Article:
Image copyrightNational Theatre

From the moment you enter the theatre and see the stage you sense you are in for something very special – a night to remember; a glamorous theatrical blind date.

But, by 15 minutes in, ardour turns to apathy as it becomes apparent the cast and crew were having way more fun than you.

The problem is the directorial conceit. On-stage TV cameras relay much of the action we see onto the giant screen at the back. It’s a device that works at a rock concert in an arena where the performers are barely-visible far off figures.

But in the more intimate environment of a theatre, where you can see and hear the actors, it has the opposite effect and actually makes the players feel more distant.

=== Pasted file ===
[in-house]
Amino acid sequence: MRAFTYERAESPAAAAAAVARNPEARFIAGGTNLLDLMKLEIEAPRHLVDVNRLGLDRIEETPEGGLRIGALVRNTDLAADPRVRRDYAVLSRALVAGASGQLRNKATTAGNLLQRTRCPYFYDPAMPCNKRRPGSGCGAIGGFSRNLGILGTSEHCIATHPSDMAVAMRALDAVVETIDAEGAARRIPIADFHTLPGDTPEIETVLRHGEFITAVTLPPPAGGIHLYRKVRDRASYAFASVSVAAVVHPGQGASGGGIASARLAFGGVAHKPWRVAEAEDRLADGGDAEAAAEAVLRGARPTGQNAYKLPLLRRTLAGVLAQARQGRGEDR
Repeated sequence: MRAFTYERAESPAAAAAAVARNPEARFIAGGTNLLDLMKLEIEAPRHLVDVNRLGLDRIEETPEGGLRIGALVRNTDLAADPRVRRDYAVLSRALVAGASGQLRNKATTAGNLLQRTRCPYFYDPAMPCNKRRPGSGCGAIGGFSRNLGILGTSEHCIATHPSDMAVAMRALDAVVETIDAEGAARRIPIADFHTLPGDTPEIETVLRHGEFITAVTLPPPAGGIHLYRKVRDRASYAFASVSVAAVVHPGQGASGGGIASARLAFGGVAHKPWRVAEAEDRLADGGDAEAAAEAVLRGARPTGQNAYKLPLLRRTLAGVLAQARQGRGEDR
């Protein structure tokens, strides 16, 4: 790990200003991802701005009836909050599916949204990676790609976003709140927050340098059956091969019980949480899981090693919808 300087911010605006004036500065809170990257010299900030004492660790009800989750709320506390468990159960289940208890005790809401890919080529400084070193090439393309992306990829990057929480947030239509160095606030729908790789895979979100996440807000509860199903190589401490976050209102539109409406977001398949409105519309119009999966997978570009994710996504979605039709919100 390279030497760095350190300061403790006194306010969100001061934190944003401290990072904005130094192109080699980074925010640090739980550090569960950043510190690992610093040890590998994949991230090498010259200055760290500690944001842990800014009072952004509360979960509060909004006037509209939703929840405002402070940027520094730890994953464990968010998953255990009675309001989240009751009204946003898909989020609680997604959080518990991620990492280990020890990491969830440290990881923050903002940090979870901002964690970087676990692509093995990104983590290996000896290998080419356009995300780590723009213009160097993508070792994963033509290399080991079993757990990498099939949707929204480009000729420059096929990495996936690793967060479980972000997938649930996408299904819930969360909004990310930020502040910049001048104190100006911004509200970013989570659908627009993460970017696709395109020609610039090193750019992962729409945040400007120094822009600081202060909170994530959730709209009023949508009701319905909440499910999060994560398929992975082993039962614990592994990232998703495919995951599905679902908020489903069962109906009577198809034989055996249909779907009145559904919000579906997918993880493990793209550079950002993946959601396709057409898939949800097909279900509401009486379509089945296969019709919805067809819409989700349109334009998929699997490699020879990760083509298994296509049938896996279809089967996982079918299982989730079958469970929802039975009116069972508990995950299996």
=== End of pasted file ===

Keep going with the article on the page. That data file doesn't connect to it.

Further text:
The delay in the on-screen lip-sync doesn’t help. Not only is it annoying but also ruinously distracting. I started to worry about whether or not my car was due for its MOT.

Image copyrightNational Theatre

There are other smaller niggles. Like, why is there a fancy restaurant on the stage? To create another location for the actors and the story, I assume.

But why? If Shakespeare can ask us to imagine whole battles taking place “within this wooden O”, then surely we can be trusted to imagine a restaurant scene without a fully functioning bar and brassiere.

And why, in a narrative so specifically set in America, is the action momentarily taken outside the building and onto London’s Southbank with the National Theatre’s illuminated logo in full view?

We get the idea that the audience’s perception of what is real and what is fantasy is being toyed with, but it diminishes rather than enhances the action. There’s no point to it.